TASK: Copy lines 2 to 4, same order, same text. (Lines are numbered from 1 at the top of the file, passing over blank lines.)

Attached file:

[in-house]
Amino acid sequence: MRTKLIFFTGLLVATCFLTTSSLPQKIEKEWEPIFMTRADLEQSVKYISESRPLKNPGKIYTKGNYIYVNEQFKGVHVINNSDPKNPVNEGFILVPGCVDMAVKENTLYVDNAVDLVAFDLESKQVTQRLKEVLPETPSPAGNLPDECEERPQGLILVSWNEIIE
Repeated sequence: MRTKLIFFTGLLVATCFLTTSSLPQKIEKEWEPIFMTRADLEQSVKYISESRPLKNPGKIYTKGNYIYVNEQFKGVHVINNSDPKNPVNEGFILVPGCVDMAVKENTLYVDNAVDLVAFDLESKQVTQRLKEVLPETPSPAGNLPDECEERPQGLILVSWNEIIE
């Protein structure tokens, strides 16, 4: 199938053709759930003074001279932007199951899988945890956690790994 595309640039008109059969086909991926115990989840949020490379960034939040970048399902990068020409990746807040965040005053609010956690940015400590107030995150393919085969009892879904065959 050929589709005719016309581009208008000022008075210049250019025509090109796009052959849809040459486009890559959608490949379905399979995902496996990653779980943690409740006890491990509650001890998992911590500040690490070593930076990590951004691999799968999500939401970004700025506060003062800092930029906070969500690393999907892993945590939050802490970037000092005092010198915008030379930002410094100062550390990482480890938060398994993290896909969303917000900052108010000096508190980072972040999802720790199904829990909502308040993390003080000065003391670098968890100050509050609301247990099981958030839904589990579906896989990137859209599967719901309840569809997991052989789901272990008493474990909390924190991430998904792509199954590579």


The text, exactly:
Amino acid sequence: MRTKLIFFTGLLVATCFLTTSSLPQKIEKEWEPIFMTRADLEQSVKYISESRPLKNPGKIYTKGNYIYVNEQFKGVHVINNSDPKNPVNEGFILVPGCVDMAVKENTLYVDNAVDLVAFDLESKQVTQRLKEVLPETPSPAGNLPDECEERPQGLILVSWNEIIE
Repeated sequence: MRTKLIFFTGLLVATCFLTTSSLPQKIEKEWEPIFMTRADLEQSVKYISESRPLKNPGKIYTKGNYIYVNEQFKGVHVINNSDPKNPVNEGFILVPGCVDMAVKENTLYVDNAVDLVAFDLESKQVTQRLKEVLPETPSPAGNLPDECEERPQGLILVSWNEIIE
């Protein structure tokens, strides 16, 4: 199938053709759930003074001279932007199951899988945890956690790994 595309640039008109059969086909991926115990989840949020490379960034939040970048399902990068020409990746807040965040005053609010956690940015400590107030995150393919085969009892879904065959 050929589709005719016309581009208008000022008075210049250019025509090109796009052959849809040459486009890559959608490949379905399979995902496996990653779980943690409740006890491990509650001890998992911590500040690490070593930076990590951004691999799968999500939401970004700025506060003062800092930029906070969500690393999907892993945590939050802490970037000092005092010198915008030379930002410094100062550390990482480890938060398994993290896909969303917000900052108010000096508190980072972040999802720790199904829990909502308040993390003080000065003391670098968890100050509050609301247990099981958030839904589990579906896989990137859209599967719901309840569809997991052989789901272990008493474990909390924190991430998904792509199954590579």